Friday, August 27, 2010

My Precious Journey

Recently I came through a level 5 tornado, but not in the weather sense. It took place in my personal life. Although I suffered damage, I survived. Barely. Now I am in the rebuilding stage—starting over. Finally, many months later, I find I am blossoming. I am on a journey to recover me and find hope for my future. In bed at night, I think back over my life and remember who I once was…..

When I was a young woman, not yet out of high school, I knew I wanted to contribute significantly in some way to make the difference in someone’s life. Back then, people looked to others who were humanitarians rather than the music or Hollywood industry like some do today. My role model was Tom Dooley and Albert Schweitzer. Both men were brilliant doctors who gave up a life of ease to live in third world harsh conditions in order to bring health and hope to others; (American) Dr. Dooley in Cambodia and (German) Dr. Schweitzer in Gabon, Africa. I read voraciously about them and knew God was calling me to do something special. It was then I decided to be an overseas missionary. I told these plans to my mother, who looked up at me from her knitting with an odd expression of disquiet on her face. “There are people in our own nation who need help too.”

Really? After all, I lived in an affluent household. The front of our antique house faced Lake Delavan. From the age of thirteen I had my own speed boat. I might have been too young to drive a car, but on the water, I was master. My closet brimmed with stylish clothes. I lacked for nothing—I couldn’t grasp that people in my own country might need help. Up to that time I thought the only really poor people lived elsewhere, faraway, perhaps, on the other side of the world where no one but God, or a missionary could see them.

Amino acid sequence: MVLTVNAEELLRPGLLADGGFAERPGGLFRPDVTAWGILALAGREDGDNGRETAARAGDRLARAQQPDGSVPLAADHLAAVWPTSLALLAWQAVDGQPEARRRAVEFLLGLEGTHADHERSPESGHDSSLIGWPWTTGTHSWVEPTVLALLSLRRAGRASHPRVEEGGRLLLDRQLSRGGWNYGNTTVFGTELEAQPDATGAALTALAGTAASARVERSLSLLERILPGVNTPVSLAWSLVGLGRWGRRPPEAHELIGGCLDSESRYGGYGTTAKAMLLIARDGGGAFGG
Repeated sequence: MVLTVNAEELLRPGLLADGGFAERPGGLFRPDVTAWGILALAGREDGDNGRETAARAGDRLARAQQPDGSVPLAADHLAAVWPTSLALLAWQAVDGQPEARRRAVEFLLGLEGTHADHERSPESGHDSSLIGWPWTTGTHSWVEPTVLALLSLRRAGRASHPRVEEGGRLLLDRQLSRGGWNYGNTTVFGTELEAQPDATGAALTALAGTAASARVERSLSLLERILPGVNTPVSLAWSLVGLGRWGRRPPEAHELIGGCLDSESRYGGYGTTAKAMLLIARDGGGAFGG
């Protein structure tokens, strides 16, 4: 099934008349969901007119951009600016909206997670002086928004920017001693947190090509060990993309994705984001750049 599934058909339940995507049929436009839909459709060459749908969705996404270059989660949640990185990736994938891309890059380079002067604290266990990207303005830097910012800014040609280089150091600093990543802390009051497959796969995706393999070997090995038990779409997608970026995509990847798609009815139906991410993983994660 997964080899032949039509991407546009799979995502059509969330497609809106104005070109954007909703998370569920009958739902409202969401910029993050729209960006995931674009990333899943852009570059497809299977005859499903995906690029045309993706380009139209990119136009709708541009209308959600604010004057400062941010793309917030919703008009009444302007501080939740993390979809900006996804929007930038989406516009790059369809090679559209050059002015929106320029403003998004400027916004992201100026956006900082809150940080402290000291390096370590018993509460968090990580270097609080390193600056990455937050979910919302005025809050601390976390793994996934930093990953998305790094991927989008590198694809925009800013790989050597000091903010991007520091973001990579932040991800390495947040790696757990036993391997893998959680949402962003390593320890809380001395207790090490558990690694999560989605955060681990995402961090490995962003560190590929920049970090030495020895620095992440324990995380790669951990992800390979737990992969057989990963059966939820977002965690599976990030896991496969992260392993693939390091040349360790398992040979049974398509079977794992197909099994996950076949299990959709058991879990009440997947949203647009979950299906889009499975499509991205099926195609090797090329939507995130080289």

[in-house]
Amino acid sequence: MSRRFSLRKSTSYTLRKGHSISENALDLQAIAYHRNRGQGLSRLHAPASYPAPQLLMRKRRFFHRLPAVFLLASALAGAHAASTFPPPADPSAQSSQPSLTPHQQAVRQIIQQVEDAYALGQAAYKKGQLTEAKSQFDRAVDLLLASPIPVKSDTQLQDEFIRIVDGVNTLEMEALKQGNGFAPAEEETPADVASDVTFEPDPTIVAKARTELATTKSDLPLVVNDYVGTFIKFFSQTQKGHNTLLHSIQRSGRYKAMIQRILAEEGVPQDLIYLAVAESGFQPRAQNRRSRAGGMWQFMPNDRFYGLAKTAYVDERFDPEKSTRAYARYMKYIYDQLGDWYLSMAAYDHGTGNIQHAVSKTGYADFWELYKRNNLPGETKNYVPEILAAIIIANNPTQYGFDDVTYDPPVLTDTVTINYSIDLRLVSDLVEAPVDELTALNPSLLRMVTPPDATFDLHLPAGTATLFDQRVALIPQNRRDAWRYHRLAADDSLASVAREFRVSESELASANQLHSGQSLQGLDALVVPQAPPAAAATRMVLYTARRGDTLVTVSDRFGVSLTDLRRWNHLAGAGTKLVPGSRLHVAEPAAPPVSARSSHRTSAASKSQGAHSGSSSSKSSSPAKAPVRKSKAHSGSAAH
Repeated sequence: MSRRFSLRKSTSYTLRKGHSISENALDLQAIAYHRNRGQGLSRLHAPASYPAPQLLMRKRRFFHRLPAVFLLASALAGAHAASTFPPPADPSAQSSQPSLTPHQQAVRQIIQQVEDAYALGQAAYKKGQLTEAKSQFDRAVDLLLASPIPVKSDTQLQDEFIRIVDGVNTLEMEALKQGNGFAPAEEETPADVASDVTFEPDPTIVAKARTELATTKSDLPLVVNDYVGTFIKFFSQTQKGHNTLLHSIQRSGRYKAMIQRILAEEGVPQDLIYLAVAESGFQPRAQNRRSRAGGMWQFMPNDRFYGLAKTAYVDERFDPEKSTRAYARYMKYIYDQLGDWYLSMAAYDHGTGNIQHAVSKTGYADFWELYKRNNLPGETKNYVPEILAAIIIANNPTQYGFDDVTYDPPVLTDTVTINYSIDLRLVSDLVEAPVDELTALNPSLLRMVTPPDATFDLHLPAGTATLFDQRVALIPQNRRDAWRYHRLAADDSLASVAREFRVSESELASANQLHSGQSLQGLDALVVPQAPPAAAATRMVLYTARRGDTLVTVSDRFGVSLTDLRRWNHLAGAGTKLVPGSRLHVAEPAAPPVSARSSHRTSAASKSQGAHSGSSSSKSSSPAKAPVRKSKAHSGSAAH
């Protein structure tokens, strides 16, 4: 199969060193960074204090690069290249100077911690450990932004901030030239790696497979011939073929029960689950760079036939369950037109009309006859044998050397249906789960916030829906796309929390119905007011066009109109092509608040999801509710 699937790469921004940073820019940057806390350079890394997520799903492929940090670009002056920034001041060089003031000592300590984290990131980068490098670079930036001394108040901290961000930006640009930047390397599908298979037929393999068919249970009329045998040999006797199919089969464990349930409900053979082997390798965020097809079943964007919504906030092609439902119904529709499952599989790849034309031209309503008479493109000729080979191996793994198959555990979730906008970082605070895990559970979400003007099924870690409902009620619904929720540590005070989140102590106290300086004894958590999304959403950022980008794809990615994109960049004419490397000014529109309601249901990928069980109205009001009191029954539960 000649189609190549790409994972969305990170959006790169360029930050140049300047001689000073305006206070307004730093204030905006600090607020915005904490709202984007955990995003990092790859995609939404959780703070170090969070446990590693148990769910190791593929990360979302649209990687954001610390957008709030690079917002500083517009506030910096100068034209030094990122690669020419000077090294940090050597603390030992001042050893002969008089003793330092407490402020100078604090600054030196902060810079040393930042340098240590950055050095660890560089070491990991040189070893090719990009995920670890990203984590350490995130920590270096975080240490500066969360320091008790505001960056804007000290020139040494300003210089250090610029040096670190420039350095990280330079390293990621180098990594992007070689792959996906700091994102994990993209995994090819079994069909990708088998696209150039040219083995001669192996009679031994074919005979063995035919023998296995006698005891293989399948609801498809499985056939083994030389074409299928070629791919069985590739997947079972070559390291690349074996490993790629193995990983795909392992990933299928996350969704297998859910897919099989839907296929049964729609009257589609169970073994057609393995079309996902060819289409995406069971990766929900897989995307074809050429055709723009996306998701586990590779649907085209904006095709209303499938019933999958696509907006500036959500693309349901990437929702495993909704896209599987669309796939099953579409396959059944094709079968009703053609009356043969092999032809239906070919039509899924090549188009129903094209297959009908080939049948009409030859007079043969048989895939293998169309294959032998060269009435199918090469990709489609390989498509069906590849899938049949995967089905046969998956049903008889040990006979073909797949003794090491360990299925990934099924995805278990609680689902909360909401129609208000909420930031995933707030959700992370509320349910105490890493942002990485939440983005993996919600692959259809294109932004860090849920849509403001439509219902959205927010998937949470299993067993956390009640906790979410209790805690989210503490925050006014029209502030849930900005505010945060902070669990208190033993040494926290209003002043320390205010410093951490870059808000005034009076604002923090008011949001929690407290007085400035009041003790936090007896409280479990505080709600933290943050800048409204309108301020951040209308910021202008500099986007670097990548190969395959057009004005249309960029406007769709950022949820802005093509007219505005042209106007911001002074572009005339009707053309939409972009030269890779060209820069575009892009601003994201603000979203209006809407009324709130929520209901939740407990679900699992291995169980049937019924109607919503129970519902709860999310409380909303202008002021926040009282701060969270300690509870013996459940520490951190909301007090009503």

So began my interest in the Native Americans who lived on reservations.

I found the name of the director of Indian Affairs at Menominee Falls, Wisconsin. After several weeks of conversing with her, she gave me the names of children who would enjoy gifts for Christmas, and might not get any, any other way (an early form of the angel tree). My mother and I went shopping for the children, and I also bought my then boyfriend’s Christmas gift which was a standard plaid shirt. We got home, wrapped it all up and shipped off the gifts to the reservation. A few nights later, Rusty came over to give me his gifts, a locket and perfume. When I went to get his gift, I discovered it was missing! Mother and I searched high and low for it. Then it dawned on me. Mistakenly, we had sent it to the reservation with the other gifts. That incident soon turned into a Christmas family story.

Now, decades later, I am not any closer to stepping onto a reservation than I was long ago. Sometimes I dream a dream that I am teaching on a one, but then I look around at where I am. I love my job as the Special Education Coordinator at an alternative program for my county. My office is in the supply portable where I sit beside shelves of black army boots and green fatigues. Like beauty and money, a few dreams have passed me by. But when I work with troubled teens, who have been expelled from school, or court ordered to be here, I know I couldn’t be at a better place. Where I belong.

Somewhere my dreams and reality have collided. Some for the better, yet, I wonder about those dreams while I gaze into the mirror. In real life I am a small boned-woman with soft hands. In summer I wear over-sized t-shirts to bed and skinny jeans during the day. Naturally, my face has more wrinkles than it did ten years ago and I refuse to touch up my hair with dyes anymore. I look at my last driver’s license picture and wonder who that person was. I look at my recent driver’s license picture and think I look like someone who has been apprehended for drunk driving and resisted arrest on my way to having my picture took. (No, that did NOT happen. I don’t drink and I work with police officers, don’t tangle or tango with them).

And this is the first bit of writing I have done in half a year. I hope and pray it’s my precious journey back to it as I remember that today belongs to me. It’s all mine. And God’s.

Each morning, when I arise, I look for a bit of hope and live my life in it.